Smith and Ianetta's garden art showcases artists
After Ray Iannetta backed his car over an expensive sculpture prototype, designer Dwight Smith knew he had made the right decision to go into business with the right people. And so the two men marked the beginning of HypnArtic Artwork, Lawn and Garden Collectibles.
Iannetta was looking for a designer, and a sounding board for his larger vision. "Not many artists get paid a lot, and they are always struggling," Iannetta said. "If we could build a company that would feature artists and their products, if we could build a product that can work for the masses, we would pay royalties to the artists. That helps fund them to do their one-off designs. That was the whole thought behind this."
Iannetta said his wife is an avid gardener, and he wanted to do something in the same interest. Combining his love of design and moving parts, Iannetta researched outdoor sculpture. He saw artwork, 6 to 7 feet high, made of copper and stainless steel, on some trips he made out west. "When you look at these pieces of art, they're usually in the $1,500 to $3,000 range," he added. His goal was to bring the metal art retail price down to the $500 to $600 range.
Iannetta and Smith toyed with ideas over coffee about three years ago. He was not sure of what Iannetta was asking of him at first, and was not sure where he would fit into the project. They played with designs. "Ray has a fascination of movement in sculpture. There's a lot of mechanics involved, almost like building an airplane." Smith became the creative input for his friend's idea.
Iannetta, Smith and two other men joined forces to create Hypn- Artic Artwork, and started to produce high-end yard and garden sculptures. Iannetta became the chief executive officer, and Smith is the director of design. Another partner, Sam Liu, does the manufacturing in China, and George Yapchaian is their strength in retail. "We have a good team," Iannetta said.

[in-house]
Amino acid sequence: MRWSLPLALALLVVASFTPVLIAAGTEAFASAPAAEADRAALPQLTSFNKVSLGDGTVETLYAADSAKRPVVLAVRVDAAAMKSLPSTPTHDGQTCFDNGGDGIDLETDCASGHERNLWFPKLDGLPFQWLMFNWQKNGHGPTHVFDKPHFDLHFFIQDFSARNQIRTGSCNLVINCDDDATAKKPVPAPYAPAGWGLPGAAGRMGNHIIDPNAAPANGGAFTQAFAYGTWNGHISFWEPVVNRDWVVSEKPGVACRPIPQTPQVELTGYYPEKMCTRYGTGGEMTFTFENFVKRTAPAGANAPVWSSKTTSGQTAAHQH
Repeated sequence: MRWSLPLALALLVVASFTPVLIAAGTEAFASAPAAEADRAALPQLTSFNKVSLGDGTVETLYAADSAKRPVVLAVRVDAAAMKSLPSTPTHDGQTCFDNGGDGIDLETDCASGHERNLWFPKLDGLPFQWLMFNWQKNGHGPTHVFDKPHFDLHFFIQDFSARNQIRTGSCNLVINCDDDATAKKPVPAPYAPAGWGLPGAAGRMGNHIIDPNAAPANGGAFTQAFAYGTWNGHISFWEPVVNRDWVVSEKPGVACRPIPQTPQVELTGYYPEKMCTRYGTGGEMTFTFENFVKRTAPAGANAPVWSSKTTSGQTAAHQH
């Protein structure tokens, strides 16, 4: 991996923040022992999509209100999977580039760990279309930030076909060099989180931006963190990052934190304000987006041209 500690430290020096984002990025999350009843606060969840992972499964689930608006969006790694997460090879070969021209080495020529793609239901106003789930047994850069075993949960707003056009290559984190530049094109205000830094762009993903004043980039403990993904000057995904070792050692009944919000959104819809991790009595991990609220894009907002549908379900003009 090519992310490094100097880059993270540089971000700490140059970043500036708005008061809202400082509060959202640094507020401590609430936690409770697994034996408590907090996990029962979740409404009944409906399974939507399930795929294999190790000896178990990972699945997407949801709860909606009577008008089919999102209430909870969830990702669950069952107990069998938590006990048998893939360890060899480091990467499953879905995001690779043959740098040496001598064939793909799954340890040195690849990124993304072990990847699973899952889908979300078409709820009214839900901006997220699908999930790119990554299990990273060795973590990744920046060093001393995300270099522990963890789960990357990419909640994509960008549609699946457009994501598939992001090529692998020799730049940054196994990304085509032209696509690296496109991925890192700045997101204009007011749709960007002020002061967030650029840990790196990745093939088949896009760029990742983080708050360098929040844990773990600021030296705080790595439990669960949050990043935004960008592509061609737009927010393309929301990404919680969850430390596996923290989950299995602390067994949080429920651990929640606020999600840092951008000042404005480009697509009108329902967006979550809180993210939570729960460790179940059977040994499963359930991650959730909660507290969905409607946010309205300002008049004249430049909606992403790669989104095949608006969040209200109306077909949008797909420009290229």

Their business has started out small, with a concentration on quality. Iannetta, a veteran of the Six Sigma business management strategy prevalent in quality manufacturing, focuses on process improvement and variation reduction. Iannetta makes sure the sculptures have great durability by the seashore and can withstand high humidity and salt.
Movement within the sculptures is also a key factor. "The motion should be hypnotic. If you were on Prozac, you'd want to throw your pills away," Iannetta said, adding, "We have had prototypes here, there and everywhere."
The partners still laugh about the ruined prototype. They had spent hours and thousands of dollars on prototypes. "We had to buy the copper, the stainless steel," Smith said. The prototypes arrived, and they began assembly outside. "I had my whole heart and soul into it," Smith recalls. One particular sample was his favorite. "We went to lunch. Ray backed out the car and crushed it."
Iannetta's reaction, "Aw hell, I didn't like that thing anyway," was the motivation that convinced Smith that he was working with a great team. "I took that attitude as an 'aha' moment," Smith adds. "These guys were not going to let anything beat them down."
Iannetta used his overseas contacts to find a manufacturer in Guangdong Province in South China. He saw the mineral-rich region as an ideal place to source materials and to employ hand labor for the sculptures. "If every one is different, that is artwork," he said.
"Things that require motion are critical, but it is still made by hand."
Sales goals to date have been modest. The company currently distributes two art pieces, and two more designs are about to be marketed. The business operators are currently working to get the products into large lawn and garden shops nationwide. "Our goal is to get into True Value Home Centers across the country," Iannetta adds.
The company's strategy is to draw in various artists and mass produce new designs.
With contacts in major sales catalogues, Iannetta is confident that the company's vision is a big one. Catalogue retailers like to get their product refreshed every year. "If we had enough designs, we would take those designs and do limited editions for each catalogue," Iannetta explains. "The artists can then make money that funds their large (art) pieces."
Smith hopes that at some point the company will be able to host a whole stable of artists. "We've exceeded progressively in what we set out to do," Smith said. "Every time we got a shipment, it looked better than the units before. It's been slow, but I feel we've made quantitative steps with where it has gone."
More about the new company and its products may be found online at www.hypnarticartwork.com.